Many birds, such as raptors, migrate by vision, recalling natural and manmade landmarks along the way. Songbirds, on the other hand, migrate primarily at night. They use the constellations and the earth’s magnetic field to follow their migration routes.
Scientists create traditional bird migration maps through data collected primarily by visual observations and bird banding. Now, advanced technology such as radar systems, satellite tracking, and geolocators can enhance these maps. We now have the ability to transform those old bird migration maps, which depict migration with differing sizes and colors of arrows, into highly dynamic, interactive tools for learning more about bird movements and migration. Cornell Lab of Ornithology and eBird recently developed a new way to look at bird movements. Abundance animations give us a real visual of the annual movements and migratory pathways at weekly intervals of over 800 species. Check it out here.
Bird Migration Facts
Four-thousand species of birds, about 40% of all birds on Earth, have regular migrations. Let’s take a look at some of the amazing bird migration records around the world.
Longest migration: Arctic Tern, from the Arctic circle to Antarctic waters and back. This is a total journey of nearly 50,000 miles per year! Considering an Arctic Tern can live over 30 years, this small seabird migrates unfathomable distances in its lifetime, equivalent to 3 trips to the moon and back! The Bar-tailed Godwit holds the record for the longest non-stop flight, traveling nearly 7,000 miles without stopping.
The tiny Ruby-throated Hummingbird of eastern North America has the most studied and best-known migration of any hummingbird. It makes an annual migration from its breeding grounds in eastern North America to the tropical habitats of Central America. What’s amazing, some individuals make a non-stop flight across the Gulf of Mexico and the Caribbean Sea. They can fly up to 24 hours straight in the air, a seemingly impossible feat!
When birds migrate, they can reach flight speeds equivalent to what we drive on the highway. The Great Snipe flies 60 mph for nearly 4,200 miles, making it the fastest migrating bird in the world.
Highest migrating bird: The Bar-headed Goose migrates at inconceivable heights, flying over the Himalayas and reaching altitudes of 5.5 miles above sea level!
Not all migrating birds do it by flying! Flightless birds, such as emus and penguins, migrate distances on foot and by swimming.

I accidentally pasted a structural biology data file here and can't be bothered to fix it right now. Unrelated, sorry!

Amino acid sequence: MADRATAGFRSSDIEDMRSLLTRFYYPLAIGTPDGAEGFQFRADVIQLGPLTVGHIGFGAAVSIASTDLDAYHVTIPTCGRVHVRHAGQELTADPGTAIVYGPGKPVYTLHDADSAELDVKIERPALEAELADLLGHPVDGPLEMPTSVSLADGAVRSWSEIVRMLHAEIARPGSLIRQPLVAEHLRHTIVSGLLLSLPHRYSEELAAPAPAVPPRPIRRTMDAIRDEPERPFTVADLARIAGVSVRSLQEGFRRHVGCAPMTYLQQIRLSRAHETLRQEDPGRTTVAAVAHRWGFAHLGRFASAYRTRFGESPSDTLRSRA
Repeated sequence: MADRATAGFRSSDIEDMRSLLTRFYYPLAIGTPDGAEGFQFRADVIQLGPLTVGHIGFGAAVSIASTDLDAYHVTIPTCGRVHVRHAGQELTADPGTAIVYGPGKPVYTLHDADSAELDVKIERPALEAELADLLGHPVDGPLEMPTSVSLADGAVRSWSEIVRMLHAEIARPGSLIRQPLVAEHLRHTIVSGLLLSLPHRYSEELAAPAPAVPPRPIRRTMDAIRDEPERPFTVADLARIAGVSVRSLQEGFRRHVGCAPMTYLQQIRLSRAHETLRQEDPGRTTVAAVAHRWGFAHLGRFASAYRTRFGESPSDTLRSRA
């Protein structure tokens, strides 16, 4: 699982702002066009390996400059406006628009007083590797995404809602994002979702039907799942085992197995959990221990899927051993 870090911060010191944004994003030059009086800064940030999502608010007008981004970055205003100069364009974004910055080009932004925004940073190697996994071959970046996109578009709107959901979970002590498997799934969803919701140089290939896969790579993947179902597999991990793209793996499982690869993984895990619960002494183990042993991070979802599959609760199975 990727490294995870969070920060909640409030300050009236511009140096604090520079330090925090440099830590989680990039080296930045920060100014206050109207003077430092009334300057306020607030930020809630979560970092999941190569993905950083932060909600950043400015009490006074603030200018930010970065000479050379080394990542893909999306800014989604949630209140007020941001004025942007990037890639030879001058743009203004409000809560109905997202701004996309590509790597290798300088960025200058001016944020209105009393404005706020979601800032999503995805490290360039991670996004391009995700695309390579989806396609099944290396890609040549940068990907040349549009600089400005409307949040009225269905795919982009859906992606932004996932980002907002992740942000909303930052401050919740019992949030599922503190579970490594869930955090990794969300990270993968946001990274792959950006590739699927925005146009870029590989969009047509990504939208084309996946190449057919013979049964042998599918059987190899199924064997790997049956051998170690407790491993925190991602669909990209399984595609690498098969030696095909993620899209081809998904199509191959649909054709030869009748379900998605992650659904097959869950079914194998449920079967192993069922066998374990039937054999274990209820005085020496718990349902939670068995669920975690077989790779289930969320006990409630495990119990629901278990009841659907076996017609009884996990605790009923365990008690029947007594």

Where to watch bird migration?
In North America alone, there several well-known places to watch bird migration in action. But not all bird migration hotspots are equal! Some feature the colorful warblers and songbirds arriving from their overwintering grounds in the spring (Magee Marsh, Ohio and Point Pelee, Ontario). Others captivate birdwatchers in the fall with superb numbers of birds (Cape May Bird Observatory, New Jersey). Some places dedicate their efforts to the migration route of a certain species of bird (crane migration in Bosque del Apache, New Mexico, for example). Others focus on specific avian groups such as raptors (Hawk Mountain, Pennsylvania). Heading further south, Veracruz in Mexico is the number one site in the world to witness the spectacle of raptor migration. Panama sees hundreds of species of songbirds, raptors, and shorebirds pass through the isthmus every autumn.
Europe, Africa, and Asia also experience spectacular migration, much like North America. The Strait of Gibraltar and Eilat in Israel are two sites reknown for their amazing annual raptor migration events.
Threats birds face when migrating
While millions of birds successfully make their migrations year after year, migration is a risky and dangerous journey. Inclement weather and natural disasters can get in the way of a bird’s migratory route. However, human-related threats pose even more serious consequences for migrating birds. Collisions with windows and buildings are responsible for the deaths of one billion birds annually in the United States alone. As renewable energy becomes more popular, wind turbines seriously affect birds (and other animals, such as bats, too) when migrating. While birds may collide directly with the large rotating blades, even the disruption of the wind currents around wind energy fields can severely affect migrating birds, especially since they are typically installed along natural bird migratory routes.
There are even more threats to birds during their migration. Dirty bird feeders can spread disease to migrating birds. Outdoor cats are responsible for the deaths of 70 million birds per year. Many birds migrate to areas where pesticides and agrochemicals are widely used, and birds are at risk of ingesting contaminated seeds, plants, and other animals. It is obvious that we need to raise awareness to help birds with their migration.
How can I help raise awareness about bird migration?
You can get involved to spread the word about bird migration and threats to migrating birds! International Migratory Bird Day, focusing on the amazing bird migration in the Americas, started in the United States in 1993. Taking awareness to a global scale, World Migratory Bird Day started in 2006. Both initiatives hold annual events and are designed to raise awareness about bird migration, threats, ecological importance, and current and future conservation projects. Birding festivals, educational programs, exhibits, and excursions take place every year to promote awareness. As bird watching is the number one hobby in the Americas, these events are very popular and attract thousands of people, from novice birdwatchers to experienced and professional birders. Get involved, find a migratory bird event, and discover creative ways to educate people about bird migration at worldmigratorybirdday.org.
To discover more about bird migration through our environmental education resources, click here.
Interested in seeing migratory birds in action? Panama is one of the best countries in the Americas to experience bird migration. The narrow “land-bridge” connecting North and South America is a natural flyway for migrating birds. Spain also holds migration magic, as birds fly across the Strait of Gibraltar to and from Africa. Contact us for more information about migration-focused birding tours.
~ The Whitehawk Team